You be the judge. From the NYT's Room for Debate feature:
While we may view body scanners as an invasion or privacy, they are a necessary evil. That said, I believe that the mass roll-out of body scanners is a total waste of money. First of all, the body scanners based on millimeter wave and backscatter X-ray technology can only see beneath the clothing but cannot see through the body. Customs authorities around the globe are purchasing transmission X-ray systems which can detect internal concealments. Drug traffickers transport their illicit cargo through internal carries, so it is only a matter of time before the aviation industry is targeted in such a manner. -- Philip Baum, managing director of Green Light Limited, an aviation security training and consultancy company.
There is not a single aviation-security measure that can respond to all potential threats. Therefore, if we jettisoned a given measure as soon as we identified some way it can be evaded, there would be no security measures at all. Moreover, there is nothing wrong with acting in retrospect to close a security loophole that nearly caused a disaster and could well do so if exploited even one time. The more options we take "off the table" from the terrorists, the more they are driven to more desperate plots that are less likely to succeed. -- Arnold Barnett worked on aviation security for the Federal Aviation Administration, the Transportation Security Administration.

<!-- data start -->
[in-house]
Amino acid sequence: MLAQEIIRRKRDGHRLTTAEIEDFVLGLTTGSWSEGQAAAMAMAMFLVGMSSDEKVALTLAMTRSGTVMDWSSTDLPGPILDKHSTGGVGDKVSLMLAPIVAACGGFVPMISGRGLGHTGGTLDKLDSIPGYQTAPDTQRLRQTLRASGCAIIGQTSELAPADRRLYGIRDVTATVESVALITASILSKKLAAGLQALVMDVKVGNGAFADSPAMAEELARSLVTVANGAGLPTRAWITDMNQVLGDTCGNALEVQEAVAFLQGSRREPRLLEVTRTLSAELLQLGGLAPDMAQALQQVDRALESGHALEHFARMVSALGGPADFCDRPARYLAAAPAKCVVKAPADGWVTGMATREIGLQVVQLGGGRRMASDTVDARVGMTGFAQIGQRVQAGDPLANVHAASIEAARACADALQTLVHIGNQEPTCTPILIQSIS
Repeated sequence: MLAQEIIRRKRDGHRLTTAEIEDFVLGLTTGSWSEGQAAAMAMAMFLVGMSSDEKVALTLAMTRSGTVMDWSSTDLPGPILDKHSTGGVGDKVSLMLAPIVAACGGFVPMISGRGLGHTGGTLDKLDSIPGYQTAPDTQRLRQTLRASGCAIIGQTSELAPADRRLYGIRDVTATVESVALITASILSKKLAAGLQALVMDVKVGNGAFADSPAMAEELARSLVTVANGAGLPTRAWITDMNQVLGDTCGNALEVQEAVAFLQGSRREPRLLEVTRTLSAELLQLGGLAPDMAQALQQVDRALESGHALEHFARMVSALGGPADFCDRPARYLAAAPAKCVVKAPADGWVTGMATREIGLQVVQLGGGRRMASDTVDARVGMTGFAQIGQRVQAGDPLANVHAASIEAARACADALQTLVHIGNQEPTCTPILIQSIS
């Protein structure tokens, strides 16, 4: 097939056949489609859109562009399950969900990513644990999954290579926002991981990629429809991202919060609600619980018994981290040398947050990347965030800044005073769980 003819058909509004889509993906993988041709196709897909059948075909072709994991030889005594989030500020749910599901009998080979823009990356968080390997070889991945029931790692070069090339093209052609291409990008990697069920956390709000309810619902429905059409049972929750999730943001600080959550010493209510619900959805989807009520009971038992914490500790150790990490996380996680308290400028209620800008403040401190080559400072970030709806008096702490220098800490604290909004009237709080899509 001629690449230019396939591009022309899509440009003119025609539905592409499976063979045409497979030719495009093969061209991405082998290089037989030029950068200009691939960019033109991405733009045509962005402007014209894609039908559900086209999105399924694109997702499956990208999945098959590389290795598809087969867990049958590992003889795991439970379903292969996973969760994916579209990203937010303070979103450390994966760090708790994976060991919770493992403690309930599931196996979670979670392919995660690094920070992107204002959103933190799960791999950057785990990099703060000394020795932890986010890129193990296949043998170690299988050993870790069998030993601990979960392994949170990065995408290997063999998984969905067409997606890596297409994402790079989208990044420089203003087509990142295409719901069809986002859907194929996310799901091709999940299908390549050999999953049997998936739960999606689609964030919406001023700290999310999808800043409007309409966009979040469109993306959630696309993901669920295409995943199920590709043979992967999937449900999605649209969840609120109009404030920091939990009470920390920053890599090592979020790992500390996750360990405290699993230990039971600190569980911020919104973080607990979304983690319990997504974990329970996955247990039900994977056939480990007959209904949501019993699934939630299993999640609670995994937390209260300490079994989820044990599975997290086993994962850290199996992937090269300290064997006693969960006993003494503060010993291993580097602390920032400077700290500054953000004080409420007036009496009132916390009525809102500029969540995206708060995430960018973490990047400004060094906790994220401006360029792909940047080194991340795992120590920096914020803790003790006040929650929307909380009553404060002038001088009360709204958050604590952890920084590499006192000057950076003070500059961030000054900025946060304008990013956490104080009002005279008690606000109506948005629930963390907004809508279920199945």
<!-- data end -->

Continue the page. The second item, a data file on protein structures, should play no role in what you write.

Exactly two things have made airplane travel safer since 9/11: reinforcing the cockpit door, and convincing passengers they need to fight back. Everything else has been a waste of money. Add screening of checked bags and airport workers and we're done. Take all the rest of the money and spend it on investigation and intelligence. -- Bruce Schneier is a security technologist and author of several books on computer security.
Well, it's pretty clear that the government isn't going to pull back on the security checks, whether or not the they do any good. The exercise has become a kind of security blanket for airline passengers, and if any of these machines were to be taken away, there would be an uproar so huge that it would make the current pat-down debate seem like a trifle (which it really is).